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Jeff Kravitz/FilmMagic for Life is Beautiful Music & Art Festival

Pop singer Billie Eilish said she lost 100,000 followers on social media and cited her "big boobs" as the cause of the abandonment of some fans.

When the "Bury a Friend" singer broke out on the music scene, her sartorial aesthetic consisted of oversized sweatshirts and baggy pants.

Recently, she has been exploring her image by showing off more of her body. An example of this was her photoshoot with British Vogue back in May in which she sported a Miaou tomato-print corset and a lace bra underneath.

Her look was embracing a "classic, old-timey pin-up" look inspired by Betty Brosmer, according to the magazine.

But some fans strongly disapproved of the departure from her signature skater-goth image and oversized silhouette.

Her latest experimentation was witnessed recently at the Met Gala, where she appeared as a platinum blonde, evoking the look of classic Hollywood icons inspired by Marilyn Monroe and Grace Kelly.

When discussing the release of her sophomore album Happier Than Ever, the 19-year-old Grammy winner told Elle Magazine how her evolving style came at a cost.

Some trolls called her recent looks, "disingenuous" and "cringy asf," while another commented, "The industry really changed you huh smh."

Her response to the negative reaction was:

"People hold on to these memories and have an attachment. But it's very dehumanizing."
"I lost 100,000 followers, just because of the boobs. People are scared of big boobs."

Despite the number of hateful comments to her British Vogue shoot, there were plenty of supporters encouraging the singer to express herself however way she chooses.

@billieeilish/Instagram

@billieeilish/Instagram

@billieeilish/Instagram

@billieeilish/Instagram


More support for Eilish continued over on Twitter.


The fan backlash prompted Madonna–who herself faced similar scrutiny with her unapologetic boundary-pushing fashion earlier in her career—to defend Eilish.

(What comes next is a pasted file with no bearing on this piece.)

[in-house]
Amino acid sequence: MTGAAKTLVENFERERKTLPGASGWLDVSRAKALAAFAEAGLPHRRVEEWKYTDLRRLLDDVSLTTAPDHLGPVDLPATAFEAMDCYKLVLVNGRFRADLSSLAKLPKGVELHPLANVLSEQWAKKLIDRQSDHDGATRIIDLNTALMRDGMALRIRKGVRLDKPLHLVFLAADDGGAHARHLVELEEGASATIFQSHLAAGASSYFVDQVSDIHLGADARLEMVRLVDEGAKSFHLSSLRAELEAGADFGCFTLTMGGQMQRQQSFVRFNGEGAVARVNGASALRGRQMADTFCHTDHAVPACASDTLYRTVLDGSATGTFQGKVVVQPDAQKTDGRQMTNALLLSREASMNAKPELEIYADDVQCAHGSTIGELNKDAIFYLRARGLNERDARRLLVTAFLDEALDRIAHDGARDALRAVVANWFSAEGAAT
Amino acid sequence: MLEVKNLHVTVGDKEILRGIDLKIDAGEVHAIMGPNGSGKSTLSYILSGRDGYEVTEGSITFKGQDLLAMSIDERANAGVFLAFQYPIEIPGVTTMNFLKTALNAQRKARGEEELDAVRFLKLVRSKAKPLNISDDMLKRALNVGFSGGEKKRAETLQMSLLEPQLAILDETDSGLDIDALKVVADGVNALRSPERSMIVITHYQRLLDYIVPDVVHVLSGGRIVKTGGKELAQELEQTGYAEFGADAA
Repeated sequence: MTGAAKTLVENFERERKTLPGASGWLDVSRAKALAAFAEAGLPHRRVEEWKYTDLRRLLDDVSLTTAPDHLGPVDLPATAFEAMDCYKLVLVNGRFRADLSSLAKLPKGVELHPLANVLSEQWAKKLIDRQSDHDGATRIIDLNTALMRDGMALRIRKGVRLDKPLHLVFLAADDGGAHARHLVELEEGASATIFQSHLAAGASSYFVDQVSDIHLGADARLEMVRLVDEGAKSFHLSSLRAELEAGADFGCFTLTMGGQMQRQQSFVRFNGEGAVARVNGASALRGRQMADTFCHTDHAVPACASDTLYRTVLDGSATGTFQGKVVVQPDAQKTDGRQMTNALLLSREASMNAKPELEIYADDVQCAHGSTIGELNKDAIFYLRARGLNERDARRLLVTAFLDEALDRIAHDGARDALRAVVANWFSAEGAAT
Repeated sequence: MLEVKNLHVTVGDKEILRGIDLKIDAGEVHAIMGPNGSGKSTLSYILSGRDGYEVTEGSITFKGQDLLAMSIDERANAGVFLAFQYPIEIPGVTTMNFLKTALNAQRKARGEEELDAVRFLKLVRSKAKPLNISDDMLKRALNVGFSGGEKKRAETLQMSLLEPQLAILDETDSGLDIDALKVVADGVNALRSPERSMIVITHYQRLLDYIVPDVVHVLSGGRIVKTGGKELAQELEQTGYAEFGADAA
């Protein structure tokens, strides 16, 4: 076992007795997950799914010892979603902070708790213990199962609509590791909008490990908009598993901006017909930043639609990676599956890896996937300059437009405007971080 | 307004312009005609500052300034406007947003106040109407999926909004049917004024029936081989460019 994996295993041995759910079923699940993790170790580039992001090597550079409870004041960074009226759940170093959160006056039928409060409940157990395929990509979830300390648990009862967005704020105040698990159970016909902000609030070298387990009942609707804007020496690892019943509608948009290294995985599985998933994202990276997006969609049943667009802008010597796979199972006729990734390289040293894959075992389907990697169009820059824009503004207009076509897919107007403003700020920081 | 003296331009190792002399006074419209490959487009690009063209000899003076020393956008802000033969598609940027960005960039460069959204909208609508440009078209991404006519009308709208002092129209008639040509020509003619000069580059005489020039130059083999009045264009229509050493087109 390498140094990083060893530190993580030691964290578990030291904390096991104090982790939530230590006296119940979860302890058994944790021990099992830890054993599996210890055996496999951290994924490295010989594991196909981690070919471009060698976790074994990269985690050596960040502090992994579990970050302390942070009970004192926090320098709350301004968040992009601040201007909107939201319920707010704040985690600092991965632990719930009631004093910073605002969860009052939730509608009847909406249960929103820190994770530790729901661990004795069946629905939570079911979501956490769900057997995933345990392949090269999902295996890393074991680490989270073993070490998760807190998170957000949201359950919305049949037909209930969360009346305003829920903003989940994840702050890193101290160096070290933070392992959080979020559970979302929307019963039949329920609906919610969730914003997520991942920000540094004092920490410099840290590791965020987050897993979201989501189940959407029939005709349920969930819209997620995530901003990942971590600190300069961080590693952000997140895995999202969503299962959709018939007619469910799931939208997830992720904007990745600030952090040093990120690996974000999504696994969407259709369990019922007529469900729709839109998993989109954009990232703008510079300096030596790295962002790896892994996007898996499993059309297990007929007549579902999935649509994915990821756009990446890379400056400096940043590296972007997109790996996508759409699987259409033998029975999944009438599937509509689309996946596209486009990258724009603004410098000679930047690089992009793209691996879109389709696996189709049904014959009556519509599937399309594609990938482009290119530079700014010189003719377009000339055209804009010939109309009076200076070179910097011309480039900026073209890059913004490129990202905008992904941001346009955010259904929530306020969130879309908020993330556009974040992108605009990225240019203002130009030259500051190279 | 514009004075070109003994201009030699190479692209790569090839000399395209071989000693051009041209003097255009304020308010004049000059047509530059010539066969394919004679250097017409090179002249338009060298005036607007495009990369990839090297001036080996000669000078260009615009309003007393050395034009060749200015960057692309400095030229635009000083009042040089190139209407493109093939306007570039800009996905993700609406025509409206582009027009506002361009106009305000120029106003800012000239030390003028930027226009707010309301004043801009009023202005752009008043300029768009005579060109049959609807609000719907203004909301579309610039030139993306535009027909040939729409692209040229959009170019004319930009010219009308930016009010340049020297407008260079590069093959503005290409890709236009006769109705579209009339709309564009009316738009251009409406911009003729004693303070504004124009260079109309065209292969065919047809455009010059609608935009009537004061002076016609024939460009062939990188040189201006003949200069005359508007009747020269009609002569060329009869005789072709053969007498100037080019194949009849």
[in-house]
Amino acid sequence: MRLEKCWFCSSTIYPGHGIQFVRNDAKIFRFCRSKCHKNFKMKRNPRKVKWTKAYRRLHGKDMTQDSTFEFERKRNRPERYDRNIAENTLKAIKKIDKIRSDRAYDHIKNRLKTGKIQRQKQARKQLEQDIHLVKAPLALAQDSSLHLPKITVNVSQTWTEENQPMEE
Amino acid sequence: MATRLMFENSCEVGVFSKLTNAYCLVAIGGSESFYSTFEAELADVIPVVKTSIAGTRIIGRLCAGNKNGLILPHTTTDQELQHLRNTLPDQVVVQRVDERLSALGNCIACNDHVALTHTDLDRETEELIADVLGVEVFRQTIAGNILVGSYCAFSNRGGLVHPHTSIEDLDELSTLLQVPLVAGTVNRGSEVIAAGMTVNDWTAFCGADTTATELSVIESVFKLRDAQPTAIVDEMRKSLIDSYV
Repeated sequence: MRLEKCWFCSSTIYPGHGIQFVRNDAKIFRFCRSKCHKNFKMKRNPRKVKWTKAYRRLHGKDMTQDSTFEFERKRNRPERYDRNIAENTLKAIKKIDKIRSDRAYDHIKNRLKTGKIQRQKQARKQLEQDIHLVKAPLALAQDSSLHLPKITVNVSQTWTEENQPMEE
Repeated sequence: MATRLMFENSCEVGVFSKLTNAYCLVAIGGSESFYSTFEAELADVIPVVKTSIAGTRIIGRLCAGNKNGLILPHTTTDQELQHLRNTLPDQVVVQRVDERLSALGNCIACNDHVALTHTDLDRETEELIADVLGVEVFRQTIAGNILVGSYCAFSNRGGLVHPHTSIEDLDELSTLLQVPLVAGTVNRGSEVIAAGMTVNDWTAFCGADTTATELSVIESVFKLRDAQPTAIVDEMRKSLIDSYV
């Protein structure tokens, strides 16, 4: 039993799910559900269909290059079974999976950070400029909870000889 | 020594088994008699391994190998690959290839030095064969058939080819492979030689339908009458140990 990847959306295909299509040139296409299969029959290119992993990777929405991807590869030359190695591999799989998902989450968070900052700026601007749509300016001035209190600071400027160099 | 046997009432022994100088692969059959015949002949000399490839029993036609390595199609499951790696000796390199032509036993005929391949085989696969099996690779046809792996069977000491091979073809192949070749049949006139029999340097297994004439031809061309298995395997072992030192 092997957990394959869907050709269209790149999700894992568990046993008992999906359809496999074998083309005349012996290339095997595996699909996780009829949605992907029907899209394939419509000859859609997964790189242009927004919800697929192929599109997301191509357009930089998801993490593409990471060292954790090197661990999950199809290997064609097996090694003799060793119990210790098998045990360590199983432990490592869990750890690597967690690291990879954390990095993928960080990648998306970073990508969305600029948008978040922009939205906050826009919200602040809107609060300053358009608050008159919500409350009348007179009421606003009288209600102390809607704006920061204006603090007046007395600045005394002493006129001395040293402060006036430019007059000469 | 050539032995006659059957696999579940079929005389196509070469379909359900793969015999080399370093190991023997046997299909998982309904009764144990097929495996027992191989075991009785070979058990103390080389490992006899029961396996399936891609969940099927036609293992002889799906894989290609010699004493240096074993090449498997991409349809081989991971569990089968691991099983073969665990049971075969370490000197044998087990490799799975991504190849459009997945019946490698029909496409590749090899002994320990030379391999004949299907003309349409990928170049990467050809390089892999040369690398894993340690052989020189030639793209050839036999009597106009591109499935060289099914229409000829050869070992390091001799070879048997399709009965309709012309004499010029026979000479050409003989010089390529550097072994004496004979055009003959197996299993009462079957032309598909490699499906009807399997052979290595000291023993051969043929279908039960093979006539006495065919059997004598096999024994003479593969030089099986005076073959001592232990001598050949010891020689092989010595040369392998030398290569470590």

The pop icon called out the double standards of the industry and said:

"The problem is, we still live in a very sexist world where women are put into categories."
"You're either in the virgin category or the whore category. Billie started off in a non-sexualized category, not pandering to the masses and not using her sexuality in any way, which is her choice and God bless her for that — after all, she's been a teenager all this time."
"If she wants to turn around and take photographs where she is portrayed as a feminine woman, showing her body in a way that she hasn't in the past, then why should she be punished for it?"
The "Material Girl" singer added:
"Women should be able to portray themselves in any way they want. If Billie were a man, no one would be writing about this."
Eilish told British Vogue she was done with answering to people regarding the negative responses to her looks.

"My thing is that I can do whatever I want," she said.

To clarify any miscommunications about her confidence, she added:

"It's all about what makes you feel good. If you want to get surgery, go get surgery. If you want to wear a dress that somebody thinks that you look too big wearing, f'k it – if you feel like you look good, you look good."

She explained further:

"Suddenly you're a hypocrite if you want to show your skin, and you're easy and you're a slut and you're a whore."
"If I am, then I'm proud. Me and all the girls are hoes, and f**k it, y'know? Let's turn it around and be empowered in that."
"Showing your body and showing your skin – or not – should not take any respect away from you."